A goalkeeper from Burnley survived the First World War and went on to play in the first English team to beat the mighty Real Madrid in Spain.
Mr Harry Clegg, who died in 1959 aged 63, was part of the Nelson Football Club team who beat the Spanish giants in 1923.
But Harry very nearly didn’t make the historic occasion when he was wounded by flying shrapnel during the disastrous Dardanelles campaign of the First World War.
His only child, Mrs Doreen Carson, told the Express how her beloved father never spoke about the war.
Serving as a signaller with the King’s Own Royal Lancaster Regiment, Pte Clegg’s letter home was featured in the Burnley Express when he was wounded.
Writing from St Ignatius Military Hospital in Malta, Harry explains how he had not one or two, but three lucky escapes.
It read: “No doubt you will be surprised to hear that the hope of the family has been wounded.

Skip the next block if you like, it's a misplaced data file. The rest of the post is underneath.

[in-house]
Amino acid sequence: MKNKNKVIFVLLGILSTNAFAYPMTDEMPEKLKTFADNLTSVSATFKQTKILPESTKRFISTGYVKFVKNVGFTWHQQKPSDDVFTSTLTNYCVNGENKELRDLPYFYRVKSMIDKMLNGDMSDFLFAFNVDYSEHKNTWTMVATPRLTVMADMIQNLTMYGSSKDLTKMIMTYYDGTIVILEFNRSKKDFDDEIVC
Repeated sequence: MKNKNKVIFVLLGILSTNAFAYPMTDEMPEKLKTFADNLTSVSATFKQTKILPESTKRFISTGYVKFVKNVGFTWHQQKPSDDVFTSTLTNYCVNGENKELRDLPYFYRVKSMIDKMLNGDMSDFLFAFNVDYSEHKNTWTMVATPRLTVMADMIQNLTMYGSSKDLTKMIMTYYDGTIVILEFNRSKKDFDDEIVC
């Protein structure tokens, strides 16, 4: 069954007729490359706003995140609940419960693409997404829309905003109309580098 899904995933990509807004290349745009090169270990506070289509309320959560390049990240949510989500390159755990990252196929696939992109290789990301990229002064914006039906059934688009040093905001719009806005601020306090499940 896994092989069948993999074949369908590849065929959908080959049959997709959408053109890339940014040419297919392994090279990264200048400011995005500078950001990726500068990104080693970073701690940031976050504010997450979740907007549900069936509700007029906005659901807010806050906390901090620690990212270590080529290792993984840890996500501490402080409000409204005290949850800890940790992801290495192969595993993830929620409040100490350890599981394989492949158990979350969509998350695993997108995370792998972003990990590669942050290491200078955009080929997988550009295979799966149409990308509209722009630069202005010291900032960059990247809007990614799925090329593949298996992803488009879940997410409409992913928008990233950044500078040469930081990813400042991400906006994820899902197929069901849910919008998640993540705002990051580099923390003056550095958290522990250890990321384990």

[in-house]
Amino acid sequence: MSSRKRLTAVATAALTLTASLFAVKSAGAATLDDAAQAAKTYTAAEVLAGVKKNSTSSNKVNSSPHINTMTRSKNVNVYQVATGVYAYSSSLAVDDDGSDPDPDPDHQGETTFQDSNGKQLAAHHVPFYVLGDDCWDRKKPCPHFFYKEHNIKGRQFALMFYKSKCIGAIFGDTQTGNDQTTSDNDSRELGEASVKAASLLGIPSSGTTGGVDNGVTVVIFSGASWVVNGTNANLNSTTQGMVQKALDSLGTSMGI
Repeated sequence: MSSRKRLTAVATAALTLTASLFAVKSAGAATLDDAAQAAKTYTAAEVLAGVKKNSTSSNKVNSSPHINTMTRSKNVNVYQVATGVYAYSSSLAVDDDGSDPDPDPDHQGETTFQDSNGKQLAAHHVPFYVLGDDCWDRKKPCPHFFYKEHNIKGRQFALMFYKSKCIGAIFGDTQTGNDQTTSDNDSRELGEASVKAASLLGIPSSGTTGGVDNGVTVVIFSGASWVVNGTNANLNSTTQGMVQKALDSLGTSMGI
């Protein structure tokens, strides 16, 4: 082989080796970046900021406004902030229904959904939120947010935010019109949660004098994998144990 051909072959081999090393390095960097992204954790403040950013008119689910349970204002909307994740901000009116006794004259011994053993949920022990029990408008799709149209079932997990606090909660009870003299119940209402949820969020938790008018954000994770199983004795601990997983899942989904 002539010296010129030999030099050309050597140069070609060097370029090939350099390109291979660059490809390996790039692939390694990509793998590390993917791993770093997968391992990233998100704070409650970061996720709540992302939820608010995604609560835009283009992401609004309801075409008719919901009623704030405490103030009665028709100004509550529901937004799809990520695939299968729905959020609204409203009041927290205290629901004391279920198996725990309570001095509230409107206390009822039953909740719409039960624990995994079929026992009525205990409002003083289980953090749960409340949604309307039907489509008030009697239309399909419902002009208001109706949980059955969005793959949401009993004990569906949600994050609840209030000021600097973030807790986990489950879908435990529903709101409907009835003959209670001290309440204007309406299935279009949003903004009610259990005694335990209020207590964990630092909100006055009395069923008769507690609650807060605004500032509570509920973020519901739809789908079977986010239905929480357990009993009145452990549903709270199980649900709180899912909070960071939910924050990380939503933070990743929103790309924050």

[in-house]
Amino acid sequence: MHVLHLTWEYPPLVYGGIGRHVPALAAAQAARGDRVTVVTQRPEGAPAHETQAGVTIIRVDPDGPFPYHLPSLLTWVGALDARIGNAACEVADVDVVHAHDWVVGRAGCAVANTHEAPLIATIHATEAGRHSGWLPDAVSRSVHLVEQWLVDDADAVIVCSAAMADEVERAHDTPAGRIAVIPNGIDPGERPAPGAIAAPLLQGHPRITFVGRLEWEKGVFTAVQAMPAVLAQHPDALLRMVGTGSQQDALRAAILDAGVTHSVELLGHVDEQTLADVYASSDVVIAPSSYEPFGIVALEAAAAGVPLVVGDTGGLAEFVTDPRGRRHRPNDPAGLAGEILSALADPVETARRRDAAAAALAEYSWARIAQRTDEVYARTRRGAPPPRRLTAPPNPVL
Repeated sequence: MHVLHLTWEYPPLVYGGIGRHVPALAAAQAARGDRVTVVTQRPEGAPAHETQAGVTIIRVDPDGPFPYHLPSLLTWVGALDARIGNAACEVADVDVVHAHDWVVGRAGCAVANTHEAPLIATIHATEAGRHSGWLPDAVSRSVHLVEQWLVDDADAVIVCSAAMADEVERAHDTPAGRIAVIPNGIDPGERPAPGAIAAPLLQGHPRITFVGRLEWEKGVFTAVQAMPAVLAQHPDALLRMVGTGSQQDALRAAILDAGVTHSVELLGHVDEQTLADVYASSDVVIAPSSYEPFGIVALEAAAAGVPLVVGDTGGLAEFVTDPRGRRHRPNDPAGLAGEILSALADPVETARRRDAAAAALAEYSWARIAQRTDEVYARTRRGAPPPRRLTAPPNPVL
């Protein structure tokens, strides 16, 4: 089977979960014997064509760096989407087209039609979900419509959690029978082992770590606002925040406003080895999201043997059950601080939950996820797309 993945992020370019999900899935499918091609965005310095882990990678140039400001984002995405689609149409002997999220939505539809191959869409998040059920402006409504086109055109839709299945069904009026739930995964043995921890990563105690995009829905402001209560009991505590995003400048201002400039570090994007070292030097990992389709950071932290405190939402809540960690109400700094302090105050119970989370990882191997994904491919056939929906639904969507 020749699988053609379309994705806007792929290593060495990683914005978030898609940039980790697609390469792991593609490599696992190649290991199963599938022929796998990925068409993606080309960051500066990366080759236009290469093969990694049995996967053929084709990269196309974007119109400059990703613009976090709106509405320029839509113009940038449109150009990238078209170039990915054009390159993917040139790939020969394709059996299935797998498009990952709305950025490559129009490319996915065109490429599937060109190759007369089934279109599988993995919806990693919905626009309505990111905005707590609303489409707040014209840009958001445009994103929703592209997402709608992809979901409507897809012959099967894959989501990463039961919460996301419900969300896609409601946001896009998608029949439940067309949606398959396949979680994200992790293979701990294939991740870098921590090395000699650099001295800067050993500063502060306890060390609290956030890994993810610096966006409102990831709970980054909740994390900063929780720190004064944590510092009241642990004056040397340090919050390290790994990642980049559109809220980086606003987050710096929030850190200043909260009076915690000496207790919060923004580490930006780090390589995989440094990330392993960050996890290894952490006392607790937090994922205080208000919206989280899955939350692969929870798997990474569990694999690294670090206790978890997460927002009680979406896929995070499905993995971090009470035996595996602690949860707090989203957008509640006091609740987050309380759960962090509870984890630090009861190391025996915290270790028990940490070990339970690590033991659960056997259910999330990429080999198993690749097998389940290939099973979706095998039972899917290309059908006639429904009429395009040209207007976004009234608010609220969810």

“I got a lump on the head with a fuse of shrapnel on August 6th.
“The Turks, however, evidently, thought they had not done enough to me, and dropped an explosive shell on the ledge where I was lying waiting to be taken to the dressing station.
“The shell burst all right and I got buried. Since they dug me out I have gone deaf.”
Harry’s third piece of luck was a trawler which picked up him and other wounded soldiers from the hospital ship he was travelling in which sank after being hit by a shell.
He added: “I don’t know how long I shall be in hospital, but I can assure you after what we had to go through in the Peninsula, and the sights one sees there, one consolation on being hit is that you get good grub and a good bed in hospital.”
Luckily, Harry survived the war and went on to be a talented goalkeeper in the famous Nelson Football Club team which became the first English club to beat the mighty Real Madrid in Spain during a pre-season tour of the country in 1923.